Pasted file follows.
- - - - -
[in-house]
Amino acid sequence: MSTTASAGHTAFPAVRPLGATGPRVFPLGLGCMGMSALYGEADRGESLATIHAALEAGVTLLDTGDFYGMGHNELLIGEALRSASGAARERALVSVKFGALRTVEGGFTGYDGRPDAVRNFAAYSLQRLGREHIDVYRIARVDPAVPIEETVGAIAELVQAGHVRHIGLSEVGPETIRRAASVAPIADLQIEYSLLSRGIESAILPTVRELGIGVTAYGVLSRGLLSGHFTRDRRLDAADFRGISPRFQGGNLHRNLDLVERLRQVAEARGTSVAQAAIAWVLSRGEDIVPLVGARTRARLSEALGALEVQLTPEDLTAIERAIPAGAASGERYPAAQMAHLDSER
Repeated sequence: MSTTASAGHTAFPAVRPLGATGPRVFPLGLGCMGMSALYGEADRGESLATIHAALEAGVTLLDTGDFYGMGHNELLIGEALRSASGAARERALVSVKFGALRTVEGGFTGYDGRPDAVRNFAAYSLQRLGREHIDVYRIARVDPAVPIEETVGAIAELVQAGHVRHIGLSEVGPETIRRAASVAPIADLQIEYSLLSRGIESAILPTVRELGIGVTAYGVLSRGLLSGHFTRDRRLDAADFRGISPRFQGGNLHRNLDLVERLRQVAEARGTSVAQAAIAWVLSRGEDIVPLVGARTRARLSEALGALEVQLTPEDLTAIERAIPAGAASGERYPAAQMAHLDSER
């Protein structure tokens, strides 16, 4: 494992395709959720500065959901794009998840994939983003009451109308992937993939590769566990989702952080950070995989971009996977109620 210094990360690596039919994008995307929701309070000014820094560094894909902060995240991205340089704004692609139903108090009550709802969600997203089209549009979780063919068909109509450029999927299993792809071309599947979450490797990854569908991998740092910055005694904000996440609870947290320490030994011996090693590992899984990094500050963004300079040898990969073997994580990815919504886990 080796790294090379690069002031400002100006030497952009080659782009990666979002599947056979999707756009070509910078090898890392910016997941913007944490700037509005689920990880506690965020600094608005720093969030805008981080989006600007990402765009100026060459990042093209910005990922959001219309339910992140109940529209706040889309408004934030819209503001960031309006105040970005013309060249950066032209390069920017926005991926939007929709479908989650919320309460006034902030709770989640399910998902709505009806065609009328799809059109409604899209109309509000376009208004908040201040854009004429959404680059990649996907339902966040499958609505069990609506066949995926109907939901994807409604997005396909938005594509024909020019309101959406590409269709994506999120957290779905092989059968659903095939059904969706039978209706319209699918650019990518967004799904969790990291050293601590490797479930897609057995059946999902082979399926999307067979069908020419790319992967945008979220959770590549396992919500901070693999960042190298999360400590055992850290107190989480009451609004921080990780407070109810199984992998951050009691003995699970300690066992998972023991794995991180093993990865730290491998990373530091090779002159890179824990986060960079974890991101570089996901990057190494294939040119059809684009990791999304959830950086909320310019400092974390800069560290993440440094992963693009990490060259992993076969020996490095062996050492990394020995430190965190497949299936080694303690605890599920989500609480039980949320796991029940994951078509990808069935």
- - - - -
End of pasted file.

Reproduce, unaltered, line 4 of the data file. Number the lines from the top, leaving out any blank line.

């Protein structure tokens, strides 16, 4: 494992395709959720500065959901794009998840994939983003009451109308992937993939590769566990989702952080950070995989971009996977109620 210094990360690596039919994008995307929701309070000014820094560094894909902060995240991205340089704004692609139903108090009550709802969600997203089209549009979780063919068909109509450029999927299993792809071309599947979450490797990854569908991998740092910055005694904000996440609870947290320490030994011996090693590992899984990094500050963004300079040898990969073997994580990815919504886990 080796790294090379690069002031400002100006030497952009080659782009990666979002599947056979999707756009070509910078090898890392910016997941913007944490700037509005689920990880506690965020600094608005720093969030805008981080989006600007990402765009100026060459990042093209910005990922959001219309339910992140109940529209706040889309408004934030819209503001960031309006105040970005013309060249950066032209390069920017926005991926939007929709479908989650919320309460006034902030709770989640399910998902709505009806065609009328799809059109409604899209109309509000376009208004908040201040854009004429959404680059990649996907339902966040499958609505069990609506066949995926109907939901994807409604997005396909938005594509024909020019309101959406590409269709994506999120957290779905092989059968659903095939059904969706039978209706319209699918650019990518967004799904969790990291050293601590490797479930897609057995059946999902082979399926999307067979069908020419790319992967945008979220959770590549396992919500901070693999960042190298999360400590055992850290107190989480009451609004921080990780407070109810199984992998951050009691003995699970300690066992998972023991794995991180093993990865730290491998990373530091090779002159890179824990986060960079974890991101570089996901990057190494294939040119059809684009990791999304959830950086909320310019400092974390800069560290993440440094992963693009990490060259992993076969020996490095062996050492990394020995430190965190497949299936080694303690605890599920989500609480039980949320796991029940994951078509990808069935």